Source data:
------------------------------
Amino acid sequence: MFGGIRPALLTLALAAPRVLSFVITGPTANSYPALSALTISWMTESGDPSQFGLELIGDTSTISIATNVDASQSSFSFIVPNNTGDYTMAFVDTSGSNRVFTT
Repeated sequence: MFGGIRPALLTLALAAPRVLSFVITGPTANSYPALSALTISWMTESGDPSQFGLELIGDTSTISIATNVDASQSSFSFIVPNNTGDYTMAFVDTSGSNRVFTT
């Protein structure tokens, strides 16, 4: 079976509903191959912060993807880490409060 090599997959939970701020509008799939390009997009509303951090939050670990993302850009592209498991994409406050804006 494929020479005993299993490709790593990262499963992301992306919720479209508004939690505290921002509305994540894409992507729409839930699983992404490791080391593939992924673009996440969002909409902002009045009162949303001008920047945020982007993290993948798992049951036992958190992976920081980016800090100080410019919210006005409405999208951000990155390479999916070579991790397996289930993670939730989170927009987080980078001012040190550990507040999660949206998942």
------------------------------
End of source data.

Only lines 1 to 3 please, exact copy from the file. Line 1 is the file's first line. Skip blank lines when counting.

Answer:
Amino acid sequence: MFGGIRPALLTLALAAPRVLSFVITGPTANSYPALSALTISWMTESGDPSQFGLELIGDTSTISIATNVDASQSSFSFIVPNNTGDYTMAFVDTSGSNRVFTT
Repeated sequence: MFGGIRPALLTLALAAPRVLSFVITGPTANSYPALSALTISWMTESGDPSQFGLELIGDTSTISIATNVDASQSSFSFIVPNNTGDYTMAFVDTSGSNRVFTT
């Protein structure tokens, strides 16, 4: 079976509903191959912060993807880490409060 090599997959939970701020509008799939390009997009509303951090939050670990993302850009592209498991994409406050804006 494929020479005993299993490709790593990262499963992301992306919720479209508004939690505290921002509305994540894409992507729409839930699983992404490791080391593939992924673009996440969002909409902002009045009162949303001008920047945020982007993290993948798992049951036992958190992976920081980016800090100080410019919210006005409405999208951000990155390479999916070579991790397996289930993670939730989170927009987080980078001012040190550990507040999660949206998942």